At the very least, the tiniest minimum, acknowledge them for being the ones who are staying.

Opportunity #2: hire for culture add, not culture fit

Hiring for “culture fit” has been the gold standard for a long, long time. Does the candidate – the person – share our values? Will they assimilate into the team? Do we (argh) like them?

As I wrote on LinkedIn the other day – you might be happy to hire little green aliens, as long as they’re a “culture fit.”

If so, you’re accomplishing diversity in some (certainly important) ways, but you’re missing the boat on new ideas, creative thinking, challenging discussions, and innovative potential.

Because when you hire only, or primarily for culture fit, you’re just hiring more of what you already have. And as the saying goes, what got you here won’t get you there.

The tendency to hire “more people like us” is strong. As humans, we like “people like us,” and we tend not to be all that comfortable with people who aren’t “like us.”

But as General George Patton said, “If everyone is thinking alike, then somebody isn’t thinking.” And hiring for culture fit means hiring people who think like us.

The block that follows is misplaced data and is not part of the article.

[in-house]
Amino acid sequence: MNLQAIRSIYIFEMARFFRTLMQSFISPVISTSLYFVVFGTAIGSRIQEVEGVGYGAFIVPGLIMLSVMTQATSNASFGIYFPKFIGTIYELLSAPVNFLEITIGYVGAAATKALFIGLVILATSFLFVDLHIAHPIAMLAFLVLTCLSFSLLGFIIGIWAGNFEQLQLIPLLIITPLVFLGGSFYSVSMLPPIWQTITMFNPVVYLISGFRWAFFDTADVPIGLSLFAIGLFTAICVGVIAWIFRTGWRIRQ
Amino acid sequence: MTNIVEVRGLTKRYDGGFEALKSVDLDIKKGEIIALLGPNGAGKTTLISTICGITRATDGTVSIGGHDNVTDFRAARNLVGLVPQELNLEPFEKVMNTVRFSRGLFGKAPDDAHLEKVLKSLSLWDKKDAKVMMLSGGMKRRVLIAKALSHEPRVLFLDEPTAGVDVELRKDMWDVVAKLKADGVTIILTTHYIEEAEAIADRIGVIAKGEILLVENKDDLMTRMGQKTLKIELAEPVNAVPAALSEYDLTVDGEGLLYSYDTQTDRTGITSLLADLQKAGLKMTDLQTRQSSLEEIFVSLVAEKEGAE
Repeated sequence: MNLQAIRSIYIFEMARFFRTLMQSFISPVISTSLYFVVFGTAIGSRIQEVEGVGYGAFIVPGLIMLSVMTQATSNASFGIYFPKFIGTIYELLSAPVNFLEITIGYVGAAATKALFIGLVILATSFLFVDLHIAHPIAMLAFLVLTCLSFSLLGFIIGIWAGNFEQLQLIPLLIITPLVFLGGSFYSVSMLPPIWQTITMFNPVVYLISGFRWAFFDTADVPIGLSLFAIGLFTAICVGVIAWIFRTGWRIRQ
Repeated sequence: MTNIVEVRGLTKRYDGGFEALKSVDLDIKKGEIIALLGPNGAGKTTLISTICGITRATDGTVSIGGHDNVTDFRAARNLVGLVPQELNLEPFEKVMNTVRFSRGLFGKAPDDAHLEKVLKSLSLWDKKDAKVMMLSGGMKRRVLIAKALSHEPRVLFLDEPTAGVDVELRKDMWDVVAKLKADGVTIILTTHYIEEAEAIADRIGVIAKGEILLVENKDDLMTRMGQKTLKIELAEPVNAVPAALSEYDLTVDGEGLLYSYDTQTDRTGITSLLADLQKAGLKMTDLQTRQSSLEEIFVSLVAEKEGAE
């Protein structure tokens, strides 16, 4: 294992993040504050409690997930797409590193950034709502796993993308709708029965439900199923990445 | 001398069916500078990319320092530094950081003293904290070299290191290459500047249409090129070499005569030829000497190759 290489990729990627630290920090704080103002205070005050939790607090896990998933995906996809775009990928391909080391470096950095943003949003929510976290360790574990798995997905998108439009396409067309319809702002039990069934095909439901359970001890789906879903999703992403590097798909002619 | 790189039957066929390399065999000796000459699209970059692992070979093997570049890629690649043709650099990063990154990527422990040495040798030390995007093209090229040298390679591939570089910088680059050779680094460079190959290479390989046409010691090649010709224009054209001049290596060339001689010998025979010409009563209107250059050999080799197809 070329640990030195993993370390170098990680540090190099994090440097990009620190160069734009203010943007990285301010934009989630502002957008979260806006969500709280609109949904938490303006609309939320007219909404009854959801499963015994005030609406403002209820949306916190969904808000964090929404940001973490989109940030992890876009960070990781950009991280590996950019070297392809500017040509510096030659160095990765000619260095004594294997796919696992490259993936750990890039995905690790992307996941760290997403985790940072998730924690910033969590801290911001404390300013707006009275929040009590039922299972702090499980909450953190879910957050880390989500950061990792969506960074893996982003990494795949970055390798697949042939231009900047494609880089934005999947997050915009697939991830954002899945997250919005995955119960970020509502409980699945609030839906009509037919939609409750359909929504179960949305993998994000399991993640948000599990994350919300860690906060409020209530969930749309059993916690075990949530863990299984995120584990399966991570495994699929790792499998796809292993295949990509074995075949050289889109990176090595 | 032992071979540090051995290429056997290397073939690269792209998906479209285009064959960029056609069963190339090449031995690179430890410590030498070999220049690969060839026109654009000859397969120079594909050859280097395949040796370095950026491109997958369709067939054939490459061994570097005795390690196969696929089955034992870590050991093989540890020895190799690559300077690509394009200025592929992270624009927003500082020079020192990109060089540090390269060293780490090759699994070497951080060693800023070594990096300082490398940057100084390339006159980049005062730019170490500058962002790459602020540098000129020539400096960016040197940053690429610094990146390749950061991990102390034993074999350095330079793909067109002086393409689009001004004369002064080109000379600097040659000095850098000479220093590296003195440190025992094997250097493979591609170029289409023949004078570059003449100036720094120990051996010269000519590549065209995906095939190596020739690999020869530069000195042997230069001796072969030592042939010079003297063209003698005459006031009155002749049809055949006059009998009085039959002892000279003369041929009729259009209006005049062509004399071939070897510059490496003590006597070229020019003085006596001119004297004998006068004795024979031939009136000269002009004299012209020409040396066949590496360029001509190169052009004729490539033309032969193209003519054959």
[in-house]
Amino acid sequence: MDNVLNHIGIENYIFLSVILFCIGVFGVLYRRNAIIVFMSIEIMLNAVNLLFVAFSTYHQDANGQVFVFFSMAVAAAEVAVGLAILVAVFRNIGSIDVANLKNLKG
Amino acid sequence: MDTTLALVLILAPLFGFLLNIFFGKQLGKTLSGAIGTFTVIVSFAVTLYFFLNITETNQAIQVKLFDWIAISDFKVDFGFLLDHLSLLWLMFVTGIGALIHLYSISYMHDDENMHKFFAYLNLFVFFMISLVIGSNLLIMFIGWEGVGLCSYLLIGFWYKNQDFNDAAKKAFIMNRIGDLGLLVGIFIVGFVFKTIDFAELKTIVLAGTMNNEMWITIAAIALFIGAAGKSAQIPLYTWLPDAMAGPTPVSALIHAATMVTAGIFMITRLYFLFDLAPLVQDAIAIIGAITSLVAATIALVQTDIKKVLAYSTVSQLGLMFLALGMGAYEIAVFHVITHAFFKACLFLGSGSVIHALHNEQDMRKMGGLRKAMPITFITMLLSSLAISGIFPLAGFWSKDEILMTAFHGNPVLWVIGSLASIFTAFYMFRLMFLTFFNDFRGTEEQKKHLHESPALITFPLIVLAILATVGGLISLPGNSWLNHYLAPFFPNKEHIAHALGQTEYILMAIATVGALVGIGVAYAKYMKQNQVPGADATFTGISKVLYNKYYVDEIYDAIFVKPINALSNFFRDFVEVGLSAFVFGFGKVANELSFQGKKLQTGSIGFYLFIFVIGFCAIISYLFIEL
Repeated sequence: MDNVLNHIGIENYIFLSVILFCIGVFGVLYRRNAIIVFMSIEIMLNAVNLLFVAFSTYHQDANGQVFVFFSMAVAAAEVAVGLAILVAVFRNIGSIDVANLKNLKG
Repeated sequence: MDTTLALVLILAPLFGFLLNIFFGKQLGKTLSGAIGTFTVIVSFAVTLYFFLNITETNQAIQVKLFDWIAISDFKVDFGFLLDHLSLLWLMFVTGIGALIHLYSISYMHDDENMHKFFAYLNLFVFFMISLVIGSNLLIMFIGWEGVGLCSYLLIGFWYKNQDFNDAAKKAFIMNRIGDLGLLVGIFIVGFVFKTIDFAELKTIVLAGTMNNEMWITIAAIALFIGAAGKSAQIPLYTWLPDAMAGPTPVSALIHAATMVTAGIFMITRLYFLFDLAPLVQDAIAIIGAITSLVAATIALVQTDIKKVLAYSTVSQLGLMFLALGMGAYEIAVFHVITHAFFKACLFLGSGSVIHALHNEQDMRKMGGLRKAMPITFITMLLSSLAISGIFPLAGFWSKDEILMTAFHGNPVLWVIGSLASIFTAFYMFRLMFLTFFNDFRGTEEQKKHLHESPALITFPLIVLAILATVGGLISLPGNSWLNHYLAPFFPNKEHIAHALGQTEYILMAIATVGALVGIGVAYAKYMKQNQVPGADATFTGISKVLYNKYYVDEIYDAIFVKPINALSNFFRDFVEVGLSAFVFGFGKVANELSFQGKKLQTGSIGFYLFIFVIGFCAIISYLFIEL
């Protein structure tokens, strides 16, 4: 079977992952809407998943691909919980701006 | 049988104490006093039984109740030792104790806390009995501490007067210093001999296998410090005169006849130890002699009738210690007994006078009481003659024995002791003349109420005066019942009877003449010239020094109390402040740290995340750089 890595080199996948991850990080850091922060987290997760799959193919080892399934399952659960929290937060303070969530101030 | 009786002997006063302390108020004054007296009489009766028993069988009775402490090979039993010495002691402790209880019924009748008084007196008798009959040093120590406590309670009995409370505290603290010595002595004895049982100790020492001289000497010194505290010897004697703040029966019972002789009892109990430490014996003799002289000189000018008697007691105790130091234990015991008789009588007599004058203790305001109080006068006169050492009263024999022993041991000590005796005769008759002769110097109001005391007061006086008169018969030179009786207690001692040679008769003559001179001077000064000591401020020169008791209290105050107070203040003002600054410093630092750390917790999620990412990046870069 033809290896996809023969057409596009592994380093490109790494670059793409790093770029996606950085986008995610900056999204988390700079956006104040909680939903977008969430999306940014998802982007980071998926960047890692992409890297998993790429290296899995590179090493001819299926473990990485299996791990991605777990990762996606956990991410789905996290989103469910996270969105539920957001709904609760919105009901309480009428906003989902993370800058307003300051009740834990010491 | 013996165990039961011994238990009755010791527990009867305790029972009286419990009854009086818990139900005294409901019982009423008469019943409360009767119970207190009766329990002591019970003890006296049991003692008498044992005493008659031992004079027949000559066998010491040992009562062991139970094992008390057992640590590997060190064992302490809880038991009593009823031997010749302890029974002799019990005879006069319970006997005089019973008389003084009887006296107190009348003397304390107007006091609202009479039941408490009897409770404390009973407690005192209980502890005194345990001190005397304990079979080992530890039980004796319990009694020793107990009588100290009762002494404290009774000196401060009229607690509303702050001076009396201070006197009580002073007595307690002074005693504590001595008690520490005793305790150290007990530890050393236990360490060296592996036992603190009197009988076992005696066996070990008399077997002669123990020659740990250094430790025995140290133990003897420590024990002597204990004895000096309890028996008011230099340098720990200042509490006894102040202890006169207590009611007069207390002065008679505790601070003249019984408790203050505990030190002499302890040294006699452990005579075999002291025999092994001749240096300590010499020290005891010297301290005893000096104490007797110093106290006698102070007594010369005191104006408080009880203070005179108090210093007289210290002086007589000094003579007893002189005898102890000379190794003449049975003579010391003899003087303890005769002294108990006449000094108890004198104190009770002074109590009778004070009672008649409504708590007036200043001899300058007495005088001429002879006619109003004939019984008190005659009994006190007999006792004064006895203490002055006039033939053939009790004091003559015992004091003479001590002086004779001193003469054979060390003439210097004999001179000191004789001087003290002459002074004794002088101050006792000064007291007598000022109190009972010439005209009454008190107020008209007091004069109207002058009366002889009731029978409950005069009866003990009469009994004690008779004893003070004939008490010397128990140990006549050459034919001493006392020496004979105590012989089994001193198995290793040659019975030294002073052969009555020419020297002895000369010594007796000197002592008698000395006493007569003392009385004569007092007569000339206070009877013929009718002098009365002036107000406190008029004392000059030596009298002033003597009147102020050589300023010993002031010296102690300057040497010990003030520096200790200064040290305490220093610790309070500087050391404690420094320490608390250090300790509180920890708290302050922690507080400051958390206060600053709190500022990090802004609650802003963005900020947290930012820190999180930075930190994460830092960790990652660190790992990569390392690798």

You don’t build high-performing teams when everyone thinks alike. You don’t innovate when everyone thinks alike. You don’t solve big problems when everyone thinks alike.

So if you need to hire – think about what’s missing in your culture, and how someone might be a great addition, instead of merely a great fit. Don’t overlook values and general working style, of course (you don’t want someone who can’t cope – for instance – with a super-fast-paced environment). But do extend yourself enough to welcome some difference!


Are you following me on LinkedIn?


gljudson Strategic thinking

When you just *can’t*

Photo of a person lying down, ground level, feet firstLeaders are supposed to keep on keeping on.